How UBS mismanaged its way to a profit
The good news from UBS today is that they expect to post a modest profit for the third quarter. This is in spite of losing $2.3 billion through the unauthorized trading of Kweku Adoboli. On top of that, the woefully inadequate risk oversight that Mr. Adoboli so painfully exposed has forced UBS to hasten the shrinking of their investment bank, incurring restructuring charges. However, in spite of these twin blows to their results, UBS expects to include a $1.5 billion Swiss franc profit from widening credit spreads on their debt. That’s right, because the company’s self-inflicted wound has soured investors on the bank’s prospects and therefore raised the yield on their debt, in the topsy-turvy world of accounting this is counted towards their profit. The green eye-shade logic is that because UBS owes money (on the bonds they’ve issued) the lower price for the bonds implies the value of what UBS owes has gone down. It’s the same as if the investors in those bonds just decided to forgive 5% of the face value.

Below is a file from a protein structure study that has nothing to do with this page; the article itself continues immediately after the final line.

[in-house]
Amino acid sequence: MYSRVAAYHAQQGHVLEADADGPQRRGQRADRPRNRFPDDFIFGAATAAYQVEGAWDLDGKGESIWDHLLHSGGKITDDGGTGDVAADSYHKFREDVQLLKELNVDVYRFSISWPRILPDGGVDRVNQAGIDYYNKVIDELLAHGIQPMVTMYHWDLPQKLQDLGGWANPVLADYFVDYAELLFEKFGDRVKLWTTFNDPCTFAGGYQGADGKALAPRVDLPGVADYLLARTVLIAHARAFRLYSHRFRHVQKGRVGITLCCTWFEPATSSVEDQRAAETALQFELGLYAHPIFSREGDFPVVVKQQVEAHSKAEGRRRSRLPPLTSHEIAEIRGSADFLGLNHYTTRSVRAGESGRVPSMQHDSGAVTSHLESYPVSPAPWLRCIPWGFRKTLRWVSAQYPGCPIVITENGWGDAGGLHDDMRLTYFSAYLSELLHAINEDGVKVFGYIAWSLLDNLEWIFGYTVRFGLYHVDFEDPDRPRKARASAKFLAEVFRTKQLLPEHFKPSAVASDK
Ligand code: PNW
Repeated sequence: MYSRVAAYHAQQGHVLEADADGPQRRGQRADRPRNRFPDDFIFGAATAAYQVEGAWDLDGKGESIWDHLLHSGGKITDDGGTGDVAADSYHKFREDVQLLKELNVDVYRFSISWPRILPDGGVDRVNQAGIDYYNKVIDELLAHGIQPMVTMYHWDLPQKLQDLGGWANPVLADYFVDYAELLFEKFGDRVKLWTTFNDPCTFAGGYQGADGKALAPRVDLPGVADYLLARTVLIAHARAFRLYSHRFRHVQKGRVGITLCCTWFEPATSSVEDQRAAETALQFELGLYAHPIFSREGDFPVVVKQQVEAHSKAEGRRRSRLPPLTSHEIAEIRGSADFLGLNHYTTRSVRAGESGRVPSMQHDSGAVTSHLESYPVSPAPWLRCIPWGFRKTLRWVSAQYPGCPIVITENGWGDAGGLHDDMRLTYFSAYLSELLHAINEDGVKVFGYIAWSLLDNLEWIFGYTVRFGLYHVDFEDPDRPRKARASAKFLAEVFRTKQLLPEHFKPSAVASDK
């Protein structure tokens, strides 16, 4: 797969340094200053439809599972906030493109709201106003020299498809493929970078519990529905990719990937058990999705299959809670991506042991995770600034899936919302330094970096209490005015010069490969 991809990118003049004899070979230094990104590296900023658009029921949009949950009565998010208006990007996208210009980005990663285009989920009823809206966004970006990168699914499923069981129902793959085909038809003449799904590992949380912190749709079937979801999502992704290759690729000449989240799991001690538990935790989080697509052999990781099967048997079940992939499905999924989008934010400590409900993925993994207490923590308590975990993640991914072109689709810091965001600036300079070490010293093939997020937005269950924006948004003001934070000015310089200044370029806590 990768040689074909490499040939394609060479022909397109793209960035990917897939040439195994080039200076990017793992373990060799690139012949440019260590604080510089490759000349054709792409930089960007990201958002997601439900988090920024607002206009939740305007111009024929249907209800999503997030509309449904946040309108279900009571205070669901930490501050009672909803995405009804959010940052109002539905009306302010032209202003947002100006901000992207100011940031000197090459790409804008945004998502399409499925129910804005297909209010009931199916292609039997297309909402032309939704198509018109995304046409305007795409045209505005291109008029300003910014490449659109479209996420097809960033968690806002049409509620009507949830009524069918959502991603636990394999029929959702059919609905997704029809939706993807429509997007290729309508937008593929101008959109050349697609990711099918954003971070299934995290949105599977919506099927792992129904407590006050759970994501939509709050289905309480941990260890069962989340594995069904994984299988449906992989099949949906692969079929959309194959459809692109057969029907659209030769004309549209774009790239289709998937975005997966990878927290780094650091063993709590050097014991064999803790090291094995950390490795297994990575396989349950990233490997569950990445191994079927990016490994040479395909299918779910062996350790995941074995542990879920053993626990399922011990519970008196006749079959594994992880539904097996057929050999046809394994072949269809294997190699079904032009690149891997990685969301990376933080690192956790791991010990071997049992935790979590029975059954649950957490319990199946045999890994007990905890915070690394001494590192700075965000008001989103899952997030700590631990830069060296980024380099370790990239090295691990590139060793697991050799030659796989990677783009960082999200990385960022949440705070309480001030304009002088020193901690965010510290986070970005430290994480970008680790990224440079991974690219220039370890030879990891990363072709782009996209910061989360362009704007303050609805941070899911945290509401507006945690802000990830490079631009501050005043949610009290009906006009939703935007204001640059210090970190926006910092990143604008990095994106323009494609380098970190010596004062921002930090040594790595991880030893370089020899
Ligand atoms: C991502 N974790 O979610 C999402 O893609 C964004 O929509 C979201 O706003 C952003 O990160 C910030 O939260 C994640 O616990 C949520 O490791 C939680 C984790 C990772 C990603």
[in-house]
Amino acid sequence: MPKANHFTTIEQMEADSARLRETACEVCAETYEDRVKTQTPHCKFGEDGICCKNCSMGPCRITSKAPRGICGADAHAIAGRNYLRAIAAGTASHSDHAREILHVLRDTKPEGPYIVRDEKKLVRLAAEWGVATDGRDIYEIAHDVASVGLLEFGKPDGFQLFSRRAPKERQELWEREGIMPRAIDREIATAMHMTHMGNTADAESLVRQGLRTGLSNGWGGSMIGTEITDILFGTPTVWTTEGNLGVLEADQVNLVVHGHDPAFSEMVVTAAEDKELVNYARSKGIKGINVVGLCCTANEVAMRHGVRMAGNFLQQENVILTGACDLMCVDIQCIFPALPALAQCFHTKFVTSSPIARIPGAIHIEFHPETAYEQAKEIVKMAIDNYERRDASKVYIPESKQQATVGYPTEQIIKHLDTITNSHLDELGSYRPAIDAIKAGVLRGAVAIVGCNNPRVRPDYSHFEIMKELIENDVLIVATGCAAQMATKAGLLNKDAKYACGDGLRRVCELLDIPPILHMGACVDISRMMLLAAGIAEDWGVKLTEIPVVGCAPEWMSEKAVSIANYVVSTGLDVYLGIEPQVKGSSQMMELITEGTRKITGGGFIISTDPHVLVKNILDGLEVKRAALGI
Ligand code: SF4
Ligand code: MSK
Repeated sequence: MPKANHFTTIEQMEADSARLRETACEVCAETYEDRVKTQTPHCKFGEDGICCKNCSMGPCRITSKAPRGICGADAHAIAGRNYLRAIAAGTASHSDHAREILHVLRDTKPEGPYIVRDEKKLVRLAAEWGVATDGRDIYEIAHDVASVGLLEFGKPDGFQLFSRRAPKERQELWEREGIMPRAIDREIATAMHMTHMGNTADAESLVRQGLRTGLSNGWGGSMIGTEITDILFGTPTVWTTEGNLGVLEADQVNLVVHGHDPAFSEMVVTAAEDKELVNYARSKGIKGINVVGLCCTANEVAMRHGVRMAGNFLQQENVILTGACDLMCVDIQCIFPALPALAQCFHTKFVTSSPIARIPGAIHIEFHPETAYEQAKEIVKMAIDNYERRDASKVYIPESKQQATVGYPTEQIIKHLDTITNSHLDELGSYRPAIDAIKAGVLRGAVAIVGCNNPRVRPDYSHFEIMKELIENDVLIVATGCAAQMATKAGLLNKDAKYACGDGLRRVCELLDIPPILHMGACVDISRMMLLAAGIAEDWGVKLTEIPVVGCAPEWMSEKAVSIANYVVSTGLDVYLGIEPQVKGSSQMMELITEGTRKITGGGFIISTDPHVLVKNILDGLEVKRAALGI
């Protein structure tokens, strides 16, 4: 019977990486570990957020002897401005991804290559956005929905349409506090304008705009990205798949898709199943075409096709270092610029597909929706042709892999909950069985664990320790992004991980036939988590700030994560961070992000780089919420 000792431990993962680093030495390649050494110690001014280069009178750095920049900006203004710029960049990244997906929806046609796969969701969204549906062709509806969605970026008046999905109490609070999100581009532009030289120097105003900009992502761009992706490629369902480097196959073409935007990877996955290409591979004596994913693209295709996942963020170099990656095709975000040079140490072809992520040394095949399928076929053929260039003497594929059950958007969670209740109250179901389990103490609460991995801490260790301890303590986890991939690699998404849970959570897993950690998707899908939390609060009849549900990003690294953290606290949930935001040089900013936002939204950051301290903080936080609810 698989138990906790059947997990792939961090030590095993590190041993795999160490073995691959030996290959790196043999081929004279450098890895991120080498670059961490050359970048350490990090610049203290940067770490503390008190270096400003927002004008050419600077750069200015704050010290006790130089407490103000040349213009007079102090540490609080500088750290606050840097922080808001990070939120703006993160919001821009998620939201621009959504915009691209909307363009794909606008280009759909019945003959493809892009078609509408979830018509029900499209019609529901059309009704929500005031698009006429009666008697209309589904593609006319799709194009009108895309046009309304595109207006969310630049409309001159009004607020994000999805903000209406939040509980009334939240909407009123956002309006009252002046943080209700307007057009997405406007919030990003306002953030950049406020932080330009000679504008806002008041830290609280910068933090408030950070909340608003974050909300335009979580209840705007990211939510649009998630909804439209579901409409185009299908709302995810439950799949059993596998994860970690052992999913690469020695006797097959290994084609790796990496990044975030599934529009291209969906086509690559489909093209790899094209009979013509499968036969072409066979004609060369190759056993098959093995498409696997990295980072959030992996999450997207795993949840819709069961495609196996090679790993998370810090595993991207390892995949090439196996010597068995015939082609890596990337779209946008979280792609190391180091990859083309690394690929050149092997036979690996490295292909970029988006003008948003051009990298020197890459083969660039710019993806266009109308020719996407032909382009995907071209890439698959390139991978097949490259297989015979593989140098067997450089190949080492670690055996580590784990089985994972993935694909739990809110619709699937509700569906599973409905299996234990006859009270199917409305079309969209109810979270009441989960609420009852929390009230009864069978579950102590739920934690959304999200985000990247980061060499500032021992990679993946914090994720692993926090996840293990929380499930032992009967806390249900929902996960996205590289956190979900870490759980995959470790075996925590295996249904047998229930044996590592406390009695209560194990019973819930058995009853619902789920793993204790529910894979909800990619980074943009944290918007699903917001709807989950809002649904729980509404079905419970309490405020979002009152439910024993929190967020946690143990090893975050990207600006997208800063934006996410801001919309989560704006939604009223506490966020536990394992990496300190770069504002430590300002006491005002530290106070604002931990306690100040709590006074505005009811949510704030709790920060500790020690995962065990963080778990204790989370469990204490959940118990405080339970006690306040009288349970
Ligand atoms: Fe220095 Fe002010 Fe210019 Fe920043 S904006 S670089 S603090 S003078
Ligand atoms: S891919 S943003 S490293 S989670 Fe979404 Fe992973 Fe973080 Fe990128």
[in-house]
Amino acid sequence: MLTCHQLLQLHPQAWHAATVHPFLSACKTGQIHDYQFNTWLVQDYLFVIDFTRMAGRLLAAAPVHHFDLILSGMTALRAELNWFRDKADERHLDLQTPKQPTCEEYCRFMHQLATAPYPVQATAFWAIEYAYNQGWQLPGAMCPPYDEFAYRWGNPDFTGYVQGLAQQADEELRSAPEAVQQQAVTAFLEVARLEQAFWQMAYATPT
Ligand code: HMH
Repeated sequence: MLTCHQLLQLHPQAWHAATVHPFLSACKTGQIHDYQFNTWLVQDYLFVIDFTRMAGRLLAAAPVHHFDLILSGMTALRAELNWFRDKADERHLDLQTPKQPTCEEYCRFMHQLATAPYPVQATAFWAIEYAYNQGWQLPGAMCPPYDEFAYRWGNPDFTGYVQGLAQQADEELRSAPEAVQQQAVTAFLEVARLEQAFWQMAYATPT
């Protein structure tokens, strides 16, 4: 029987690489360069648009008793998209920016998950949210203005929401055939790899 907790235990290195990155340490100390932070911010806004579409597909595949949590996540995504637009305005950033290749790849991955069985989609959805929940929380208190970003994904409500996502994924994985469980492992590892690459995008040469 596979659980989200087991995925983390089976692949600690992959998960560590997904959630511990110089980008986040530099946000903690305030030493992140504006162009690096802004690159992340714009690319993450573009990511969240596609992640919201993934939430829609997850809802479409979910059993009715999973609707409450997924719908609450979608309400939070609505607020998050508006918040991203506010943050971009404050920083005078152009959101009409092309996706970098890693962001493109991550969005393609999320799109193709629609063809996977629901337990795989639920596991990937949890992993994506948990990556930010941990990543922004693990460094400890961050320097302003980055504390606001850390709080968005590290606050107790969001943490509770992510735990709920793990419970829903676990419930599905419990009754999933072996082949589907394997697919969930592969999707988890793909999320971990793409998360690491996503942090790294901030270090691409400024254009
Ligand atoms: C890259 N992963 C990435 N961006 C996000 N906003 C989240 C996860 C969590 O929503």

Of course, UBS still owes the same amount of money, and borrowing just became more expensive for them. But the Looking Glass world of liability accounting regards this differently. So when UBS announces a profit for the third quarter, remember that it came about through the market’s recognition of their weak risk management structure.